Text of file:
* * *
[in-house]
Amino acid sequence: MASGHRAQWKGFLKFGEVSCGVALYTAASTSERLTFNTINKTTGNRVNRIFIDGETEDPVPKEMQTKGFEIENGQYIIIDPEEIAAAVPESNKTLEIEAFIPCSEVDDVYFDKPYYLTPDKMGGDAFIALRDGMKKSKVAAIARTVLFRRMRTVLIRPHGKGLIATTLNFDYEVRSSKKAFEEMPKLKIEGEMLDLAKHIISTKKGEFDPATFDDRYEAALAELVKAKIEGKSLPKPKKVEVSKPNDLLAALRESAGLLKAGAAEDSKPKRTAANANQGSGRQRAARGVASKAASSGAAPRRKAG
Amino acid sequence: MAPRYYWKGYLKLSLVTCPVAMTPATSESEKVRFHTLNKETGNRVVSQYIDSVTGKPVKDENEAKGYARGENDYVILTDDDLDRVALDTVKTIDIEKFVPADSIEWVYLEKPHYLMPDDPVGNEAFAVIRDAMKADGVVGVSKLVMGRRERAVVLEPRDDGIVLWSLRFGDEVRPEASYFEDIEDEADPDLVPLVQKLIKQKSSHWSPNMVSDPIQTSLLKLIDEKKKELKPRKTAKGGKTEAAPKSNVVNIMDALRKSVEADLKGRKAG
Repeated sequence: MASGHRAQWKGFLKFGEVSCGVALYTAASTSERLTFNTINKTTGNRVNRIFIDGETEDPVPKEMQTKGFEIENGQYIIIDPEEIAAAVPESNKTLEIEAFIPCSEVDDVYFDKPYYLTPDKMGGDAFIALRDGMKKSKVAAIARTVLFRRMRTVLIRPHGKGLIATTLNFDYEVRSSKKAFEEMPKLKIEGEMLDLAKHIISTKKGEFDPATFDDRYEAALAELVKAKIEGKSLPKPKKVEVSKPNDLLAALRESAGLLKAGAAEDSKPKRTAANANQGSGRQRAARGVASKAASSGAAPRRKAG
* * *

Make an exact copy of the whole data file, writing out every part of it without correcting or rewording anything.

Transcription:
[in-house]
Amino acid sequence: MASGHRAQWKGFLKFGEVSCGVALYTAASTSERLTFNTINKTTGNRVNRIFIDGETEDPVPKEMQTKGFEIENGQYIIIDPEEIAAAVPESNKTLEIEAFIPCSEVDDVYFDKPYYLTPDKMGGDAFIALRDGMKKSKVAAIARTVLFRRMRTVLIRPHGKGLIATTLNFDYEVRSSKKAFEEMPKLKIEGEMLDLAKHIISTKKGEFDPATFDDRYEAALAELVKAKIEGKSLPKPKKVEVSKPNDLLAALRESAGLLKAGAAEDSKPKRTAANANQGSGRQRAARGVASKAASSGAAPRRKAG
Amino acid sequence: MAPRYYWKGYLKLSLVTCPVAMTPATSESEKVRFHTLNKETGNRVVSQYIDSVTGKPVKDENEAKGYARGENDYVILTDDDLDRVALDTVKTIDIEKFVPADSIEWVYLEKPHYLMPDDPVGNEAFAVIRDAMKADGVVGVSKLVMGRRERAVVLEPRDDGIVLWSLRFGDEVRPEASYFEDIEDEADPDLVPLVQKLIKQKSSHWSPNMVSDPIQTSLLKLIDEKKKELKPRKTAKGGKTEAAPKSNVVNIMDALRKSVEADLKGRKAG
Repeated sequence: MASGHRAQWKGFLKFGEVSCGVALYTAASTSERLTFNTINKTTGNRVNRIFIDGETEDPVPKEMQTKGFEIENGQYIIIDPEEIAAAVPESNKTLEIEAFIPCSEVDDVYFDKPYYLTPDKMGGDAFIALRDGMKKSKVAAIARTVLFRRMRTVLIRPHGKGLIATTLNFDYEVRSSKKAFEEMPKLKIEGEMLDLAKHIISTKKGEFDPATFDDRYEAALAELVKAKIEGKSLPKPKKVEVSKPNDLLAALRESAGLLKAGAAEDSKPKRTAANANQGSGRQRAARGVASKAASSGAAPRRKAG